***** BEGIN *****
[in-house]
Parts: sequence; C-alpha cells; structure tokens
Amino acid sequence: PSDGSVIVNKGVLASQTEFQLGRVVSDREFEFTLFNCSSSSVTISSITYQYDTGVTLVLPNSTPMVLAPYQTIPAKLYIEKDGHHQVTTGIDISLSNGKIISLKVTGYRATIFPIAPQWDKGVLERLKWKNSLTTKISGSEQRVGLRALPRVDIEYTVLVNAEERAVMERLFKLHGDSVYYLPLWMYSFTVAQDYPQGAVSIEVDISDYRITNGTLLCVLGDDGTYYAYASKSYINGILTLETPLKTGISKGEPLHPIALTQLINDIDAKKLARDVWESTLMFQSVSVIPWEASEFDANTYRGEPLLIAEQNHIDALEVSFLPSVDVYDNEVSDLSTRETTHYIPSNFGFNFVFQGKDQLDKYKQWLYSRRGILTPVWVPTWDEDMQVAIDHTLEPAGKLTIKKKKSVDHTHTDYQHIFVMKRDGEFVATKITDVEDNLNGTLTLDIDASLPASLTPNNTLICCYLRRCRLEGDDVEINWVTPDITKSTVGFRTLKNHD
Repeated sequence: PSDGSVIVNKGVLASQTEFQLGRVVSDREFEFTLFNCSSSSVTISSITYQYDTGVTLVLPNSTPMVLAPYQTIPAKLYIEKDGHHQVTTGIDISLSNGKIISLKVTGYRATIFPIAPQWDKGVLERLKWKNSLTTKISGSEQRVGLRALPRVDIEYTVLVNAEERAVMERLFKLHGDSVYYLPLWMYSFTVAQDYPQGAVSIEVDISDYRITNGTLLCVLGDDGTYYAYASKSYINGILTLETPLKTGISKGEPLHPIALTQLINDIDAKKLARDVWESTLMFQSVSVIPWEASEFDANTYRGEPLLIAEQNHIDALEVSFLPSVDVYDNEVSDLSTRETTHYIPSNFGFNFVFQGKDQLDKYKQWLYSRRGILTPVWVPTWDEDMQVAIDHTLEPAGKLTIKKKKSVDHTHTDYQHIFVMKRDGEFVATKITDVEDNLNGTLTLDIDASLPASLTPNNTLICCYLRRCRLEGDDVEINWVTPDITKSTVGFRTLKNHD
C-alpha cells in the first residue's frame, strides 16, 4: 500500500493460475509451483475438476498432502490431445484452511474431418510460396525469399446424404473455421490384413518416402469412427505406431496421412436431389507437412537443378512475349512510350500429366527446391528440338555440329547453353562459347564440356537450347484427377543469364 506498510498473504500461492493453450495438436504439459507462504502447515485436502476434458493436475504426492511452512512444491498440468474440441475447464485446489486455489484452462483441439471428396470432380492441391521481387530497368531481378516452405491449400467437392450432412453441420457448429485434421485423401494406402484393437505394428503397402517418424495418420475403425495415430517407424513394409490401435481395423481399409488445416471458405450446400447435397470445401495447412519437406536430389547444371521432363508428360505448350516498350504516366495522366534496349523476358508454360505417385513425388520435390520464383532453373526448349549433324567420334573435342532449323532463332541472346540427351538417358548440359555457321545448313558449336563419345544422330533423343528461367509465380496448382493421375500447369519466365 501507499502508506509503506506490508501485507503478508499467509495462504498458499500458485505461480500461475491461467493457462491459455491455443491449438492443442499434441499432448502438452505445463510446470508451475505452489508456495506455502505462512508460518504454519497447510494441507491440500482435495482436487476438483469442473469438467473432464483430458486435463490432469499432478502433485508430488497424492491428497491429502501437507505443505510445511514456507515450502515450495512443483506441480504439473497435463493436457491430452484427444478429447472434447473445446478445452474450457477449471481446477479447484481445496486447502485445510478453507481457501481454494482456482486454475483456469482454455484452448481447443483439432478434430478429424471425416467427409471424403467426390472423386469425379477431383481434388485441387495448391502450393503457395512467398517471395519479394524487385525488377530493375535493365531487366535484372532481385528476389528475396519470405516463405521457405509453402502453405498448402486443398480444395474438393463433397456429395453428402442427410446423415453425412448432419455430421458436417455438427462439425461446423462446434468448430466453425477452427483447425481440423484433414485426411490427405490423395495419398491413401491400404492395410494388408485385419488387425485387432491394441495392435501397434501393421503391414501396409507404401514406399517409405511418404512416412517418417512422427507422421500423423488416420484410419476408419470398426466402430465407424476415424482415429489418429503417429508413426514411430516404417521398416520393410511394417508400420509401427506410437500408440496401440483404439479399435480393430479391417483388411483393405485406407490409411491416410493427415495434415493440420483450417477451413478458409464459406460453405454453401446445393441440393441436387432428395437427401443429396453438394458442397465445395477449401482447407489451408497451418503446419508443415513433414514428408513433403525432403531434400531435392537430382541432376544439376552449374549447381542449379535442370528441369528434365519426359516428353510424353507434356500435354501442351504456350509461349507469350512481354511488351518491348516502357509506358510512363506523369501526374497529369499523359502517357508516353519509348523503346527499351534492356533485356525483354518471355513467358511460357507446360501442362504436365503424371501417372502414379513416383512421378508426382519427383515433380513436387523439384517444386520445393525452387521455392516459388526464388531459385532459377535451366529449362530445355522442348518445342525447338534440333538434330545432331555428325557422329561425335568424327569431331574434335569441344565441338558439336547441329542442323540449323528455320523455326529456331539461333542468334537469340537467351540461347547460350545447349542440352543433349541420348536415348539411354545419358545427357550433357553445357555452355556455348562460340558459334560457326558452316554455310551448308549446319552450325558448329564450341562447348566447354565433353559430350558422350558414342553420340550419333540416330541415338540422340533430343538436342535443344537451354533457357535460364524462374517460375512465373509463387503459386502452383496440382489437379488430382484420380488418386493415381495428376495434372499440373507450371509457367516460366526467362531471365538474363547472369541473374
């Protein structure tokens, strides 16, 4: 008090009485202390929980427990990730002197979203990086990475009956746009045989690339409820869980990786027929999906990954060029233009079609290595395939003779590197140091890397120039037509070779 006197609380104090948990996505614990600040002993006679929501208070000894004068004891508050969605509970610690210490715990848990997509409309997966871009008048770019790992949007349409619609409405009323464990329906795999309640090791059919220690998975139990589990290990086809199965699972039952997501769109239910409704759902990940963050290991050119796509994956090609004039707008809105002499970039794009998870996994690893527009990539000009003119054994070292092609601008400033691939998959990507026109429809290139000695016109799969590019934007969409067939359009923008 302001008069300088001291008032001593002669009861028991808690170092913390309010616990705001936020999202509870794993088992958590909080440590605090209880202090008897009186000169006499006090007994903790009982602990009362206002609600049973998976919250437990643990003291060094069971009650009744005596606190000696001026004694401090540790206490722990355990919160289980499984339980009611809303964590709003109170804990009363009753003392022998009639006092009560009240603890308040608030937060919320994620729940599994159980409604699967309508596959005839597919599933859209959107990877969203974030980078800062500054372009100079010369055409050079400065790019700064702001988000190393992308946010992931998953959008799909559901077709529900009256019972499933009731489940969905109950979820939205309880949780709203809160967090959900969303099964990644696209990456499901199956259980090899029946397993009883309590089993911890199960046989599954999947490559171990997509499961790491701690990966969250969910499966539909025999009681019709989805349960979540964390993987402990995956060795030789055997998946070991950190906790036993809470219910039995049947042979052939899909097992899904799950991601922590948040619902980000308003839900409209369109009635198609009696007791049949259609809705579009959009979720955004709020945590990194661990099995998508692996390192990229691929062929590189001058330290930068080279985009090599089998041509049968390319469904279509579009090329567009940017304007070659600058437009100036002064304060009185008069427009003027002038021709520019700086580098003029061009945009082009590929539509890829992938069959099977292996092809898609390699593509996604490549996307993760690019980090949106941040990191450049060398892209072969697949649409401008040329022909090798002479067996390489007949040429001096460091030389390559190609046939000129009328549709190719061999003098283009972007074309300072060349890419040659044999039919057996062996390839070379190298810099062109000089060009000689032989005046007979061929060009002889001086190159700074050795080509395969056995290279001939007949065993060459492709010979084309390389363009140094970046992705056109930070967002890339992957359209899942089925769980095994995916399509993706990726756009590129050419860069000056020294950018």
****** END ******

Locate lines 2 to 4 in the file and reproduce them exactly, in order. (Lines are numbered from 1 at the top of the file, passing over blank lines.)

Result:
Parts: sequence; C-alpha cells; structure tokens
Amino acid sequence: PSDGSVIVNKGVLASQTEFQLGRVVSDREFEFTLFNCSSSSVTISSITYQYDTGVTLVLPNSTPMVLAPYQTIPAKLYIEKDGHHQVTTGIDISLSNGKIISLKVTGYRATIFPIAPQWDKGVLERLKWKNSLTTKISGSEQRVGLRALPRVDIEYTVLVNAEERAVMERLFKLHGDSVYYLPLWMYSFTVAQDYPQGAVSIEVDISDYRITNGTLLCVLGDDGTYYAYASKSYINGILTLETPLKTGISKGEPLHPIALTQLINDIDAKKLARDVWESTLMFQSVSVIPWEASEFDANTYRGEPLLIAEQNHIDALEVSFLPSVDVYDNEVSDLSTRETTHYIPSNFGFNFVFQGKDQLDKYKQWLYSRRGILTPVWVPTWDEDMQVAIDHTLEPAGKLTIKKKKSVDHTHTDYQHIFVMKRDGEFVATKITDVEDNLNGTLTLDIDASLPASLTPNNTLICCYLRRCRLEGDDVEINWVTPDITKSTVGFRTLKNHD
Repeated sequence: PSDGSVIVNKGVLASQTEFQLGRVVSDREFEFTLFNCSSSSVTISSITYQYDTGVTLVLPNSTPMVLAPYQTIPAKLYIEKDGHHQVTTGIDISLSNGKIISLKVTGYRATIFPIAPQWDKGVLERLKWKNSLTTKISGSEQRVGLRALPRVDIEYTVLVNAEERAVMERLFKLHGDSVYYLPLWMYSFTVAQDYPQGAVSIEVDISDYRITNGTLLCVLGDDGTYYAYASKSYINGILTLETPLKTGISKGEPLHPIALTQLINDIDAKKLARDVWESTLMFQSVSVIPWEASEFDANTYRGEPLLIAEQNHIDALEVSFLPSVDVYDNEVSDLSTRETTHYIPSNFGFNFVFQGKDQLDKYKQWLYSRRGILTPVWVPTWDEDMQVAIDHTLEPAGKLTIKKKKSVDHTHTDYQHIFVMKRDGEFVATKITDVEDNLNGTLTLDIDASLPASLTPNNTLICCYLRRCRLEGDDVEINWVTPDITKSTVGFRTLKNHD